In an era of increasingly saturated markets and ever tightening competition, multinational firms are diversifying their product portfolios, exploring new areas of operation, standardizing to achieve economies of scale, and generally enhancing the quality of their organization. Such quality management practices, however, are typically confined to production and supply chain processes, for there are no holistic improvement models designed for overall application in multinational firms. The experiences of a European multinational that embarked on an initiative to transform itself into a high performing organization (HPO) to improve its ability to compete, demonstrate the value of combining two generic HPO schemata for guidance: Hanna’s HPO model and de Waal’s HPO framework. Within six months of evaluating its performance against those sets of HPO guidelines, the organization realized significant behavioral improvements, including enhanced communications and employee engagement, and was able to set a course for sustainable renewal.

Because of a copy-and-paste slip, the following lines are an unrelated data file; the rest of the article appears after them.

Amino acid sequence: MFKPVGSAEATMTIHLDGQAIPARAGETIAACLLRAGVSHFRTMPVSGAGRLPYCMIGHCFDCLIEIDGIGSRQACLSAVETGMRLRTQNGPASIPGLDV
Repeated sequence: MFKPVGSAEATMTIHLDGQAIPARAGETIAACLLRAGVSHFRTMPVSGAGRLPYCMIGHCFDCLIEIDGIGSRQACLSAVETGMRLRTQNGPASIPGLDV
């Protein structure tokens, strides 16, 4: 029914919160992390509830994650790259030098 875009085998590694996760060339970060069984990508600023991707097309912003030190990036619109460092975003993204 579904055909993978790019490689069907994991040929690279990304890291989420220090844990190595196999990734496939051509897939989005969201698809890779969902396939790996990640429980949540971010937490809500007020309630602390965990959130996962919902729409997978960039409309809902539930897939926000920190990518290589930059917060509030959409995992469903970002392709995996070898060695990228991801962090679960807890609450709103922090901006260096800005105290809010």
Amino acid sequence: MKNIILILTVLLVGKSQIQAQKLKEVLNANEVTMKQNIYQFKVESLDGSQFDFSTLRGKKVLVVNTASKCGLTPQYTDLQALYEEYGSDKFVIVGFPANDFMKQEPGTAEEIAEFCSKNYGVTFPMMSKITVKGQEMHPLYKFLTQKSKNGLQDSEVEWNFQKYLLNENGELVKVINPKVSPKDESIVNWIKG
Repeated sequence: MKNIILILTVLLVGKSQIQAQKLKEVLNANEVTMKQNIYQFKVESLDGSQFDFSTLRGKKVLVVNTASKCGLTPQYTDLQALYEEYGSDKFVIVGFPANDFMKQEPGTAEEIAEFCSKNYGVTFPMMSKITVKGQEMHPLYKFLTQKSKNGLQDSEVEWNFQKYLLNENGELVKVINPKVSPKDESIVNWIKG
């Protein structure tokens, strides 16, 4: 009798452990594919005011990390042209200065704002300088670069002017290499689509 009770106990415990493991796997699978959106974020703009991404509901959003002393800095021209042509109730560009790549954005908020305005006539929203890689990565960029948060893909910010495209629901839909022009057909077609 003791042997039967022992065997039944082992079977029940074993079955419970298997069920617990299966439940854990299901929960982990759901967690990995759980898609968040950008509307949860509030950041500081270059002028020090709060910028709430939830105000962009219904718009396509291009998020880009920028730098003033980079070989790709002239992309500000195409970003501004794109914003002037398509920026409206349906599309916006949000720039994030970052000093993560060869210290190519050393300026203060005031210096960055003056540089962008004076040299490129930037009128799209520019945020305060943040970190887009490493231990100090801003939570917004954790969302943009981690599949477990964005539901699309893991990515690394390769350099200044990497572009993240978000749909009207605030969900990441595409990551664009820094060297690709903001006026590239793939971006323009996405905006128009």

After pursuing an autonomous growth strategy that included taking over several smaller companies, the managers of a multinational manufacturer headquartered in Europe were shocked by the threat of a hostile takeover bid. Realizing that there were quite a few investors who were unhappy enough with the organization’s recent performance to potentially back the bid, the managers had to act quickly to show shareholders that they were still in control.